Three stewardship goals for your pastoral leadership in 2015

The New Year is almost here.  Busyness will continue for pastors.  And, yes, this piece is mostly intended for my friends, these pastors, whose schedules with all of their breakfasts, meetings, lunches, and everything in between, are planned and full for quite a while.  I shall be brief, and in so doing, share some forecasts for church stewardship development in 2015 and highlight where you should consider giving your time and energy in this activity within your congregation.  I am basing each of these directives on a psychological observation, a spiritual practice, and a encouragement regarding the holy Scriptures.

  1. People will respond favorably to well-designed appeals for gifts.  Psychologically, people have warmed up again to financial giving.  The capacity has always been there, but in many minds, the recent economic depression is in the rear view mirror and the scarcity mentality is not as pervasive.  The stock market is up and the housing market is doing better.  These too are signs of a positive response to appeals in 2015.  Finally, some organizations have experienced growth in their giving this year which builds the confidence of those organizations’ potential for continued growth in 2015 and also encourages other organizations to believe in their own potential for giving growth.   Takeaway:  2015 should be a good year for making asks.
  2. The number of church communities utilizing stewardship education curriculum grew this year. All of the interaction I have had personally with churches informs me that more and more churches are discerning how they can incorporate more financial discipleship learning opportunities for their congregants.  One of my clients utilized a curriculum this year and was astonished when there was actually a waiting list of members desiring to attend the sessions.  In response to this demand, the number of curricula in circulation will increase next year and the number of churches implementing these educational tools will as well. This is good news for all pastors and stewardship leaders, as this hike in selections to choose from creates a more likely opportunity that you will probably find one that is aligned to your congregation’s current need for the stewardship journey.   Takeway:  2015 will be a good year to begin researching stewardship curriculums and to implement one.  If already implemented, try to recruit a new leadership team to lead a separate class and create more room for new participants.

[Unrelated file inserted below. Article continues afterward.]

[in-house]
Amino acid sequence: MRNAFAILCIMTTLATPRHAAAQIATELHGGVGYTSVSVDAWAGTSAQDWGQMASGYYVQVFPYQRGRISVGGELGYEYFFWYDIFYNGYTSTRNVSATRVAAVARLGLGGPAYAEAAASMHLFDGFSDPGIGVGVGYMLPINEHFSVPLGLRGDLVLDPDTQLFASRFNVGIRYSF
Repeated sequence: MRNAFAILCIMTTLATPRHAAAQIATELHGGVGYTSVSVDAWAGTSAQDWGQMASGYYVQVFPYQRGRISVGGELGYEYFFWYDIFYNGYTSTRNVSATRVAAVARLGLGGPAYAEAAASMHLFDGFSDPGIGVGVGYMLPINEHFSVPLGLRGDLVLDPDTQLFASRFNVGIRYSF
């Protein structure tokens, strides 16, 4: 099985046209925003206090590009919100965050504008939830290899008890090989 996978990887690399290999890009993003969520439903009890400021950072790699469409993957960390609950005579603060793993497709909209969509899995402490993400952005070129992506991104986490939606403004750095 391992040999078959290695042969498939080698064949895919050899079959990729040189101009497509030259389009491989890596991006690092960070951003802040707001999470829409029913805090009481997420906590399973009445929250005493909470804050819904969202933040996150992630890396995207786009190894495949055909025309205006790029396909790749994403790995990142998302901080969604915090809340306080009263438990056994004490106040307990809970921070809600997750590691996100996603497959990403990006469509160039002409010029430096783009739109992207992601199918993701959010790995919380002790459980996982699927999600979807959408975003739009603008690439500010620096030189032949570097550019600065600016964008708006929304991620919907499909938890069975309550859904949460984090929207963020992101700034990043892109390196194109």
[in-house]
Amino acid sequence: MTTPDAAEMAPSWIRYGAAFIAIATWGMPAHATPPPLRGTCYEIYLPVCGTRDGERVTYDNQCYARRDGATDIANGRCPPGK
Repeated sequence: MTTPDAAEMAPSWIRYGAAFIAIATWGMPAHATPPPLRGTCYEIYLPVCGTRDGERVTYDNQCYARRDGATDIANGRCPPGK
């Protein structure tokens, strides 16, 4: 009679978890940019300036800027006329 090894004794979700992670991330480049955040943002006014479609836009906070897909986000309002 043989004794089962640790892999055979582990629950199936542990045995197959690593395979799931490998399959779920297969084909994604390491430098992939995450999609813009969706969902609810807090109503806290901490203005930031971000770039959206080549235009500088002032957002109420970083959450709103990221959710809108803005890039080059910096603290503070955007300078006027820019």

3. An accelerated emphasis on Biblical literacy has been noted in mainline churches in the last couple of years. This will keep accelerating in 2015, as many sessions, councils, etc., have offered more classes to help further congregants’ experience with the Scriptures.  I have no anecdotes to add except that I obviously think this is a good focus for clergy and church leaders to engage.  The Scriptures—if one reads, prays, discusses, and interprets them rightly with the help of God’s spirit—can be a powerful catalyst for financial discipleship.   Takeaway:  2015 will be a good year (like any year) to lead congregants to embrace the reading of the holy Scriptures as a spiritual practice and to read/discuss it in community.

What do you think of the above takeaways?  How are you actively leading your congregation in these three areas?  If you would like to take the next step in developing your 12 month financial stewardship ministry plan, visit my contact page and let me know.  I will be helping other church communities next year and would welcome a discussion regarding how I might be able to resource your church leadership as well.

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